Friday, July 11, 2014

Preparing for Pigment Consolidation part 2

Consolidation doesn’t attempt to restore the losses in the illumination, but instead focuses on finding areas where the pigment is actively deteriorating and then readhering the loose pigment to the surface of the parchment. Successful consolidation requires accurate identification of active damage and loss to the pigment.

Using magnification, in this case a Leica M80 microscope, it is possible to look at the paint layers very closely. The three-dimensional and high resolution quality of this magnification, which is not fully represented in the photos produced, makes identifying pigment problems much more accurate.
Under extreme magnification, everything can look problematic, but in many cases it can be a product of factors that are not damaging the fragments. Examples of this can be seen in the image below.

The orange arrow points to an area where the white paint was thickly applied, causing it not to adhere evenly. The smooth edges show that it isn’t cracking or flaking, and that the unevenness is original.
The red arrow points to an area of cracking paint. This can be from when the pigment dried after application and separated slightly. It is not actively moving, however, and so is not a problem.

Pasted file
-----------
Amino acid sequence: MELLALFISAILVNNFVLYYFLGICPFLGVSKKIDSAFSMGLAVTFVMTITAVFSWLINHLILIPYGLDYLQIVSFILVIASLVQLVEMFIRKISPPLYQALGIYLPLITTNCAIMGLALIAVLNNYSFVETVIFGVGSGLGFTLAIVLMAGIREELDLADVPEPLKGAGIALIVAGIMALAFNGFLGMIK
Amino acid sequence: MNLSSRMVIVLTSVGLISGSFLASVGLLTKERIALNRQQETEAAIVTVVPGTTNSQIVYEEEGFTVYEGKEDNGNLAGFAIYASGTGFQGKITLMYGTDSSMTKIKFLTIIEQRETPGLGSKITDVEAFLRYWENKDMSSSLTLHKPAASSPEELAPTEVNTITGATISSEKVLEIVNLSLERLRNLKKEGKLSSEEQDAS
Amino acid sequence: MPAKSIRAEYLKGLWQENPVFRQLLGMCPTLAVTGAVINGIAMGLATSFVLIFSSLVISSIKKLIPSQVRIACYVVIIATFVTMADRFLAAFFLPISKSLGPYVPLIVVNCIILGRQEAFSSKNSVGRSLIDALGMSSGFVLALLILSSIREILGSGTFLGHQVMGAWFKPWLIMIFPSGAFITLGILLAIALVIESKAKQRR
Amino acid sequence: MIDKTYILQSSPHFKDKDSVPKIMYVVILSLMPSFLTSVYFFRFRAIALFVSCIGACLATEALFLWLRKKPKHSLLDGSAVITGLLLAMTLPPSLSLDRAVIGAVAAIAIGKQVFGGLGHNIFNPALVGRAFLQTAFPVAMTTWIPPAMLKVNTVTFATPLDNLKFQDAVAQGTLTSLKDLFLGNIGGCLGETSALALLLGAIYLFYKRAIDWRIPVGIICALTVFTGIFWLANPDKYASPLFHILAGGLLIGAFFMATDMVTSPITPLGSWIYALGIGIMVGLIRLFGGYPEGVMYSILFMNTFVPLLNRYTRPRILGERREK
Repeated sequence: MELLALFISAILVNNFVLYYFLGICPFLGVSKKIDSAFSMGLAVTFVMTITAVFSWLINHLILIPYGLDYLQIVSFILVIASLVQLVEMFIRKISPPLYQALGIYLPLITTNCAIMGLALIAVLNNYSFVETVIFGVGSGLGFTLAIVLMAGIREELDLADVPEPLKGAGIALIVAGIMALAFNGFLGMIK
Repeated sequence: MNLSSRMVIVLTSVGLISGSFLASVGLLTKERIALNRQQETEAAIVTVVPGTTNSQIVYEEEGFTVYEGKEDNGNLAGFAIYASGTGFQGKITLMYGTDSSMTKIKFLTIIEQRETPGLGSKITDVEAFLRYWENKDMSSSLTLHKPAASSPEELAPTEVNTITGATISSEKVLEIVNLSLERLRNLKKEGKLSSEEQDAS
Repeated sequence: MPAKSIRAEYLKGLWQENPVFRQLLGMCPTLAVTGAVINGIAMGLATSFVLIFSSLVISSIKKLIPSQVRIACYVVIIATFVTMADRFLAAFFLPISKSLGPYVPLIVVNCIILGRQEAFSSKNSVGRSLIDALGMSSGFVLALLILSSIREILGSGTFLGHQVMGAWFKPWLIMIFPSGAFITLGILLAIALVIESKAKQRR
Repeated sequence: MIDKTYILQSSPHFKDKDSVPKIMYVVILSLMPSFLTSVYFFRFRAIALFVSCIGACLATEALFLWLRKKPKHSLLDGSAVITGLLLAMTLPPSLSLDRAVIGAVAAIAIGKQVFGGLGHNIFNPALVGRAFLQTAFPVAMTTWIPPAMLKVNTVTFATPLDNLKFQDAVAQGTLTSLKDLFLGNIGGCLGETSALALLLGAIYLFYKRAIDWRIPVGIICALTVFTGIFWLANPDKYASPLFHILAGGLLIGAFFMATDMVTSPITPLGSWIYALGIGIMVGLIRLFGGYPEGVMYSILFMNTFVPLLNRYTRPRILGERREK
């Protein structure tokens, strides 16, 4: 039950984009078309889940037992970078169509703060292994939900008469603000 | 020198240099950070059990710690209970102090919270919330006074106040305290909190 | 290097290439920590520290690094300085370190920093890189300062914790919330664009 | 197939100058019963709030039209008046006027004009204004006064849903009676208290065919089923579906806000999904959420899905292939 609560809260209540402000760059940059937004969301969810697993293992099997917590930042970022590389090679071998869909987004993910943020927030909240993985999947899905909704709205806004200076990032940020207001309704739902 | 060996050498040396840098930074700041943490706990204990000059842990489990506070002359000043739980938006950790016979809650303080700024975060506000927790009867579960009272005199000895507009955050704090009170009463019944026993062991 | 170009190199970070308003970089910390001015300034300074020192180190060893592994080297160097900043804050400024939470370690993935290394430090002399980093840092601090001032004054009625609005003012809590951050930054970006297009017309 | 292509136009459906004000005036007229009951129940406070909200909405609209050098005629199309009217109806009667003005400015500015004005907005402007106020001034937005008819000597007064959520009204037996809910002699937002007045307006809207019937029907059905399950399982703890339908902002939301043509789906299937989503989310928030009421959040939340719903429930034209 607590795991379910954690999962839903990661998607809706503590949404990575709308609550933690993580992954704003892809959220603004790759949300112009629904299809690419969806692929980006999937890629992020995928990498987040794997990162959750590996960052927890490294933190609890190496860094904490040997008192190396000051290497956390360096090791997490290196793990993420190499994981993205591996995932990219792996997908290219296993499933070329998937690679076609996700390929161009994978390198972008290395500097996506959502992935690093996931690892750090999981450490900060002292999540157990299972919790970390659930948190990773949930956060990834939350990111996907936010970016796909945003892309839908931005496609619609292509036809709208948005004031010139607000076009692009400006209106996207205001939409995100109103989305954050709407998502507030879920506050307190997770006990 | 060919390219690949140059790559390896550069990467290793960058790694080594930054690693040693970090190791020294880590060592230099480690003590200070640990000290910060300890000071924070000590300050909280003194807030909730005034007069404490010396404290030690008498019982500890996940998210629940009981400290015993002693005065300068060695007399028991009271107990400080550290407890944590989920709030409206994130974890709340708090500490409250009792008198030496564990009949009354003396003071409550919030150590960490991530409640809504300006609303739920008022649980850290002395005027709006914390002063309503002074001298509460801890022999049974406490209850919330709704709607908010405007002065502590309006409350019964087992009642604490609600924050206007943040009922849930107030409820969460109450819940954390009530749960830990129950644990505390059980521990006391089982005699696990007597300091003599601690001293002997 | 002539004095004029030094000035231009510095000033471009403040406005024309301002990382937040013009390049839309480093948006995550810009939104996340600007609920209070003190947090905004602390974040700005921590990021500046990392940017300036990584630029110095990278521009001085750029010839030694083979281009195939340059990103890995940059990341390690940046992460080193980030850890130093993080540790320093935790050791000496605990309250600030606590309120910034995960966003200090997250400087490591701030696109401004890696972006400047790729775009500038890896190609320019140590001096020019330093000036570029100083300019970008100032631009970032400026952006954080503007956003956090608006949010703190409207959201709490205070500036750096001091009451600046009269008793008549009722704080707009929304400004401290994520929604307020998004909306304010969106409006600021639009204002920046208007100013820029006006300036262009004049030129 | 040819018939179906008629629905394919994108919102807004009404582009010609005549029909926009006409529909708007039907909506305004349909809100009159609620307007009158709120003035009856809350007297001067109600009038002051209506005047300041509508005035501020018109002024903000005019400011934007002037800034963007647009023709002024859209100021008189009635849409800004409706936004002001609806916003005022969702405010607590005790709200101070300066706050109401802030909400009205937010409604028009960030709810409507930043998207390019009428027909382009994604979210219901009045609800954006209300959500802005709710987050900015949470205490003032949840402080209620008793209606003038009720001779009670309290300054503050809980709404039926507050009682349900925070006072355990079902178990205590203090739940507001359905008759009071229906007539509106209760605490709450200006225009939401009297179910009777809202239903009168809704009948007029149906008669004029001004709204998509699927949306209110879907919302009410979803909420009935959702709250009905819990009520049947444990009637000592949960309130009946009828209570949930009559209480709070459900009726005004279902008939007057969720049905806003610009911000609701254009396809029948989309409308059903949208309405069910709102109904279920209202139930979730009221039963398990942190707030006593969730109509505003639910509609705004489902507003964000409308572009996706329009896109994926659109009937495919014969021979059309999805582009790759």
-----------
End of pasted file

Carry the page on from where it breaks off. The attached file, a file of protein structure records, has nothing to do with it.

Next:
The yellow arrow shows a spot of loss. This could be from particularly heavy application of paint that came off at some point, or if the fragment was mechanically damaged at some point in its past. However, since it doesn’t show signs of deterioration around the edge of the loss it is of lower concern.

There are several identifiers for active cracking and flaking. The pigment will often suffer from fragmentation of the surface, there may be shadows under cracks and crevasses between cracks, or cracks may appear very wide.

When I notice these indicators I zoom in to look more closely at the damage. The shadow the arrow points to indicates that the edge of the pigment is lifting, and when tested carefully the pigment did not appear to be firmly attached.

The other area of damage I look for under magnification is powdering. Powdering is the active crumbling or thinning of pigment leading to loss. Powdering of pigments is not as simple to identify without testing; however, there are visual indicators that point to potentially active loss of the pigment.
Two different examples of powdering pigment are presented in the photos below.